یک مطالعه میدانی در تغییرات روزانه خرداقلیم شهری در انواع چهارگانه پوشش زمین و جزیره گرمایی شهر نانجینگ، چین
|کد مقاله||سال انتشار||مقاله انگلیسی||ترجمه فارسی||تعداد کلمات|
|70620||2008||11 صفحه PDF||سفارش دهید||محاسبه نشده|
Publisher : Elsevier - Science Direct (الزویر - ساینس دایرکت)
Journal : Building and Environment, Volume 43, Issue 1, January 2008, Pages 7–17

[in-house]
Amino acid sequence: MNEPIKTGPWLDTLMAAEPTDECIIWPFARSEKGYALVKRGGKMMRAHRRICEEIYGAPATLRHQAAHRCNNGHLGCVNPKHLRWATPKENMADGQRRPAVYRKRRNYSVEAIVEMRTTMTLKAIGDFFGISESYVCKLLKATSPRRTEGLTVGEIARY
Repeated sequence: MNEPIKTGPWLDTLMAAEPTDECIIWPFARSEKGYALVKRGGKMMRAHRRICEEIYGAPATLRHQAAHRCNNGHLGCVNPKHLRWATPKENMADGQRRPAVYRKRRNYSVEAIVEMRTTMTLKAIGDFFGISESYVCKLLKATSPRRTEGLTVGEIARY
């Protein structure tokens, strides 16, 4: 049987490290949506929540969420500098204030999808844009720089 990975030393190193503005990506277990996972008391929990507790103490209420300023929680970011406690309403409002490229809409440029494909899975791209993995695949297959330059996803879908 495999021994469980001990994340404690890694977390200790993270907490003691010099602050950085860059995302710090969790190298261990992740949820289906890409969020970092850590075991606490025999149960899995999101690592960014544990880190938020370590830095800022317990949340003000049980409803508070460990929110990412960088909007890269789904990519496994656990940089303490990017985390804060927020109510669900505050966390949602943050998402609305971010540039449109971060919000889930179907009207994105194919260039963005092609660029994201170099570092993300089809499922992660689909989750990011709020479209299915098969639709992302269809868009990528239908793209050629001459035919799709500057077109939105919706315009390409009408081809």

Records of the past years showed that the climate of built-up regions differs significantly from rural regions and one of the most obvious and important modifying effects of urbanization on local climate is the urban heat island (UHI). In this paper, four types of land cover, namely urban bare concrete cover, urban woods or the shade of trees, urban water areas and urban lawn, were selected to study their microclimate, and the UHI was also analyzed using air temperature data measured at four fixed observation spots in Nanjing, China, during hot weather from July to September, 2005. Dry and wet bulb temperature data were obtained by whirling psychrometers, and wind speed data by cup anemometers. Our observed data focused on the detailed statistical analysis of the microclimate variation in the four types of land cover during the whole day. The results showed that: (1) the microclimate of these four types of land cover had significant differences among different observation sites. In general, the air temperature of these four types of land cover complied with the order during daytime: bare concrete cover>lawn>water areas>woods or the shade of trees, with reversed order during nighttime when the air temperature of the lawn became the lowest. Compared with the bare concrete cover, the other three types of land cover showed the effect of dropping air temperature ranging between 0.2 and 2.9 °C. There were some instant dynamic characteristics in detailed temporal series among these four types of cover in the different observation sites. (2) The UHI effect could be detected obviously by the air temperature difference between the urban center area and the rural area. The average UHI intensity during the monitoring period was between 0.5 and 3.5 °C; however, there were also significant day-to-day variations. A strong UHI effect usually occurred around midnight; while about 2–3 h after sunrise the UHI began to decrease till midday time; and during 13:00–15:00, the UHI effect had a sudden increase and then decreased again; after sunset, a peak UHI effect was frequently observed during 18:00–21:00. (3) Finally, by means of the standard deviation (SD), this paper provides a concise and comprehensive understanding for the temporal and spatial microclimatic dynamics of these four kinds of urban cover in the four observation sites. Air temperature at the height of 1.5 m in Nanjing showed that the nocturnally horizontal temperature gradient was somewhat different from that reported in other large cities, and a marked heterogeneity in a smaller ground cover scale could be detected from the microclimatic spatial pattern. There is no doubt that the analysis of these four types of land cover presents the insight into possible countermeasures to decrease the high air temperature in hot summers, and is relevant to the urban planning redevelopment.